Prince Harry, Meghan Markle Donated Royal Wedding Flowers To London Hospice Patients
This is so sweet. How could you not love these two?
Prince Harry and Meghan Markle — or should we say the Duke and Duchess of Sussex — didn’t let the gorgeous floral displays from their royal wedding ceremony go to waste. In fact — they put them to very good use.
According to a Facebook post from London’s St. Joseph’s Hospice, the couple had their flowers arranged in bouquets and donated them to hospice patients. How sweet!
“Today we got a very special delivery. Beautiful bouquets made from the #royalwedding flowers which we gave to our patients,” the Facebook post stated. “A big thank you to Harry and Meghan and florist Philippa Craddock. Our hospice smells and looks gorgeous. Such a lovely gesture.”
The hospice center also shared a photo of a patient holding a giant bouquet of beautiful flowers. She looks thrilled by the very special delivery — and this really couldn’t be more touching.
Wondering about the types of flowers used during the ceremony? The royal couple was very selective with the blooms they chose, selecting pollinator-friendly plants.
“The Royal Parks will also supply pollinator-friendly plants from their wildflower meadows. These plants provide a great habitat for bees and help to sustain healthy and biodiverse ecosystems,” Kinsington Palace stated on Instagram.
Prince Harry and Ms. Meghan Markle have chosen floral designer @philippacraddock to create the church flowers for their wedding💐 The displays in St George's Chapel will feature foliage from The Crown Estate and Windsor Great Park, and will use seasonal plants including branches of beech, birch and hornbeam, as well as white garden roses, peonies and foxgloves. The designs will reflect the wild and natural landscapes from which many of the plants will be drawn. The Royal Parks will also supply pollinator-friendly plants from their wildflower meadows. These plants provide a great habitat for bees and help to sustain healthy and biodiverse ecosystems. 📷PA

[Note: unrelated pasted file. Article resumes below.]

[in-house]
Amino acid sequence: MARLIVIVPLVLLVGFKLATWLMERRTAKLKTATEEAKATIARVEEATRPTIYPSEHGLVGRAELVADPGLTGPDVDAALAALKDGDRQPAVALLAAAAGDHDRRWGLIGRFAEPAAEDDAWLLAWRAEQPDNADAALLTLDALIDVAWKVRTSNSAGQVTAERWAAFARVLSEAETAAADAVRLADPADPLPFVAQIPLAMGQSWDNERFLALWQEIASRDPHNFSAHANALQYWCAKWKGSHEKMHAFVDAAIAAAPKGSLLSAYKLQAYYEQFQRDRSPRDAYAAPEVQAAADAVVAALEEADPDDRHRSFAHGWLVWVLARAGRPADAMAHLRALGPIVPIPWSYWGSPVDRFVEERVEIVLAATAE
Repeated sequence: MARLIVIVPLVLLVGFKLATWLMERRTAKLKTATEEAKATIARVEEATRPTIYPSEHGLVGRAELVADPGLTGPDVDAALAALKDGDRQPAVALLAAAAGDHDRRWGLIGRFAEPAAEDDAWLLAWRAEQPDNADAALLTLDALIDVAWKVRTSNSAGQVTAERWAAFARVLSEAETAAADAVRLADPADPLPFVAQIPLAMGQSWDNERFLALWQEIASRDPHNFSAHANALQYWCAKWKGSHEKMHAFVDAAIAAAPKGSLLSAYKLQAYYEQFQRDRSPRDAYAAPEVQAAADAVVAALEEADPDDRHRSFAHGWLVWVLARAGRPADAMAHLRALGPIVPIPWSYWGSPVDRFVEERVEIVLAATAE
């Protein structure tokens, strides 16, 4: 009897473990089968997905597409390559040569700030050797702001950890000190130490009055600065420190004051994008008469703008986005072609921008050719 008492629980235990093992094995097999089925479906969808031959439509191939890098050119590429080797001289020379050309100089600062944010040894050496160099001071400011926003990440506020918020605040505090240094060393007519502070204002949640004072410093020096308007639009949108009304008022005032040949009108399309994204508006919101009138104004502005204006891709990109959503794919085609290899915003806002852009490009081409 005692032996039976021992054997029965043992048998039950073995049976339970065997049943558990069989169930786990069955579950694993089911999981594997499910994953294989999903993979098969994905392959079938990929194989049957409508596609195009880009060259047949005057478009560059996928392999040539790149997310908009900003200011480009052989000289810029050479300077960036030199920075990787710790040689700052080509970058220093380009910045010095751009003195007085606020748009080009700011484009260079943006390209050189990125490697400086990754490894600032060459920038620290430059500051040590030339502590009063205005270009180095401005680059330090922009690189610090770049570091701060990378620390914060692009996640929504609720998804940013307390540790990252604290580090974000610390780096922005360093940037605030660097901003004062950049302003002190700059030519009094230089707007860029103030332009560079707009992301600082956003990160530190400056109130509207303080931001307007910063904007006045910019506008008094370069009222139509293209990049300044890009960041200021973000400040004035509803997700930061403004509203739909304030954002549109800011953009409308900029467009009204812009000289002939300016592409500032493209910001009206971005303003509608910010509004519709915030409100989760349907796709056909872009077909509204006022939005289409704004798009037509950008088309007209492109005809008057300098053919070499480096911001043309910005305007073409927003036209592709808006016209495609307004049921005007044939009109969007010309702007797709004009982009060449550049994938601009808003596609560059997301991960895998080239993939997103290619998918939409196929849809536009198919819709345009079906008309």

This meant that bees, butterflies and other insects were likely attracted to the gorgeous displays on the day of the royal wedding:
🐝 We’re incorporating pollinator-friendly plants as part of the displays in and around St George’s Chapel for the #RoyalWedding. Watch conservation expert Dr. Alice Laughton and @TheRoyalParks Gardener Mike Jones speak about the plants being grown for the displays. Follow the link in our bio to find out more.
Flowers On Display
The flower arrangements at St. George’s Chapel looked spectacular on the day of the royal wedding:
They were a stunning accompaniment to the bride as she made her grand entrance:
And they provided a beautiful backdrop as Harry and Markle were presented to the world as man and wife:
As for the flowers used in Markle’s bouquet, the palace announced in a statement that Prince Harry hand-picked a few of the flowers that were to be placed in the bride’s floral arrangement.
“Prince Harry handpicked several flowers yesterday from their private garden at Kensington Palace to add to the bespoke bridal bouquet designed by florist Philippa Craddock,” the statement read.
And there was even a tribute to Harry’s late mother, Princess Diana, included in the bouquet:
“The spring blooms include Forget-Me-Nots which were Diana, Princess of Wales’ favourite flower. The couple specifically chose them to be included in Ms. Markle’s bouquet to honour the memory of the late Princess on this special day,” according to the press release.
Here’s another view of the custom bouquet from the palace’s Instagram:
A travelling Escort of the Household Cavalry Mounted Regiment lead the procession of The Duke and Duchess of Sussex through Windsor Town. The Household Cavalry are among several Armed Forces personnel with a special relationship with The Duke providing ceremonial support at the wedding and carriage procession #RoyalWedding
The bride and groom managed to use these flowers in a very special way — during and after their wedding. This makes the perfect ending to the perfect day, if you ask me!